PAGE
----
At some point, our application needs to run, so lets create an instance method called run which will handle the program’s flow. In this method we will determine what the user passed in from the command-line and call another method that handles the different use cases. The default action is to list all incomplete tasks, and the catch-all is to execute the help method we implemented above. Here is what run looks like:

def run
  if @args.empty?
    show :complete => false
    case @args.first
    when "help"   then help
    when "high"   then add "high"
    when "low"    then add "low"
    when "next"   then show :complete => false, :level => "high"
    when "done"   then show :complete => true
    when "dont"   then complete false
    when "finish" then complete true

ARGV is an Array, so we can call methods like empty? and first on it. The meat of the run method is a Ruby case statement which checks if the first argument passed in by the user matches any of our predetermined keywords and calls other methods, add, show, and complete. These methods are the ones that actually interact with MongoDB and display information back to the user. We’ll implement them next.

Using Mongo

So far we’ve only dealt with setting up our class and parsing user arguments, we’ve barely even touched MongoDB! This is the meat of the application, so let’s get straight to it. First, the show method:

def show(params)
  sort = [["level", Mongo::ASCENDING], ["added", Mongo::ASCENDING]]
  @mongo.find(params, :sort => sort).each { |todo| puts "#{todo["task"]} (#{todo["level"]})" }

show takes a hash of params as an argument and passes that hash on directly to the mongo library’s find method, which will return an array of the found items in the collection.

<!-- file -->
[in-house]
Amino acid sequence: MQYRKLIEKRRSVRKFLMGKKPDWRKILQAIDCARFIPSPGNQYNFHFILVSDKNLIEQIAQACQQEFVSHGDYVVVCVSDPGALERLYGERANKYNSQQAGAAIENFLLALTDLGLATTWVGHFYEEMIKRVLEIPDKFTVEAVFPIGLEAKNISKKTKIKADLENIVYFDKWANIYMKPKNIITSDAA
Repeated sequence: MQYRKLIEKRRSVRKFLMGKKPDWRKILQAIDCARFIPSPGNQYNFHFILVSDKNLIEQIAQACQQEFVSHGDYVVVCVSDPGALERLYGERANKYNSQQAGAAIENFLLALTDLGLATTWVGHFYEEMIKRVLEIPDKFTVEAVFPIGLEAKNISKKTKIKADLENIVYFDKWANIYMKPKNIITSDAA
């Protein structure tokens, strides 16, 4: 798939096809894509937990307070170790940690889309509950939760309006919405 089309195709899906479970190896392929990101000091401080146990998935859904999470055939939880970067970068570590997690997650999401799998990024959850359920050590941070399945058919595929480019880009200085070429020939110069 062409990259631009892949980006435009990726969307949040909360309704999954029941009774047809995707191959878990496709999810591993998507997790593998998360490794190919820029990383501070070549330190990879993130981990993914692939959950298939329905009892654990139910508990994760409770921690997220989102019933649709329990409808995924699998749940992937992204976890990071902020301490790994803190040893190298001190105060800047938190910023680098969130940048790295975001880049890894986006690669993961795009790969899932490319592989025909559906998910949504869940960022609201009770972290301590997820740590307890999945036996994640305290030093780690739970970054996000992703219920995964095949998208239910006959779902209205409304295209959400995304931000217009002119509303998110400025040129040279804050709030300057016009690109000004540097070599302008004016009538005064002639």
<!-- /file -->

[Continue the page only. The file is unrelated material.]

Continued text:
We print each of the todo items returned from find along with the level of the todo. How do those items get in there in the first, place? That is up to the add method, which we will implement next.

def add(level)
  help unless @args.length == 2
  @mongo.insert "task" => @args.last, "level" => level, "complete" => false, "added" =>
  puts "added #{level} level task: [email protected]}"

add takes a single argument, the level of the todo to create (e.g.- “high” or “low”). It then makes sure that the user had passed in two arguments at the command line because it needs the second one for the name of the task. If not, it calls help which aborts the application.

If so, It calls Mongo’s insert method and passes it all the information to be stored in the datastore.

Finally, we need to implement the complete method, which is the most complex of the lot. Like add, it makes sure there were two command-line arguments given. Then it tries to find the todo by the “task” name. If found, it will either “finish” the task or “remove” the task depending on a boolean argument passed in. The method looks like this:

def complete(finish)
  help unless @args.length == 2
  if (document = @mongo.find_one("task" => @args.last, "complete" => false))
    if finish
      document["complete"] =
      puts "finished: [email protected]}"
      puts "removed: [email protected]}"
    puts "No ToDo matching [email protected]} found"

The mongo-related calls in the complete method are find_one, save, and remove.

Finishing Up

So, we’ve written our run method which calls the other methods using the user’s passed in arguments. Now all we have to do to get the class going is finish the program by creating a ToDo class object and calling run on it, like this:

You can view/download the program in its entirety here. One thing to note is how little code is needed to add CRUD to an application when using MongoDB as a datastore.

Hopefully this article has helped you with Ruby or MongoDB or both. Stay tuned for our next article in the series when we write the exact same application in PHP!

Jerod Santo is an Editor at Fuel Your Coding and a contract software developer at RSDi where he works daily with Ruby, JavaScript, and related technologies. He loves shiny toys, powerful tools, and open-source software. Learn more about Jerod by visiting his homepage or following him on Twitter.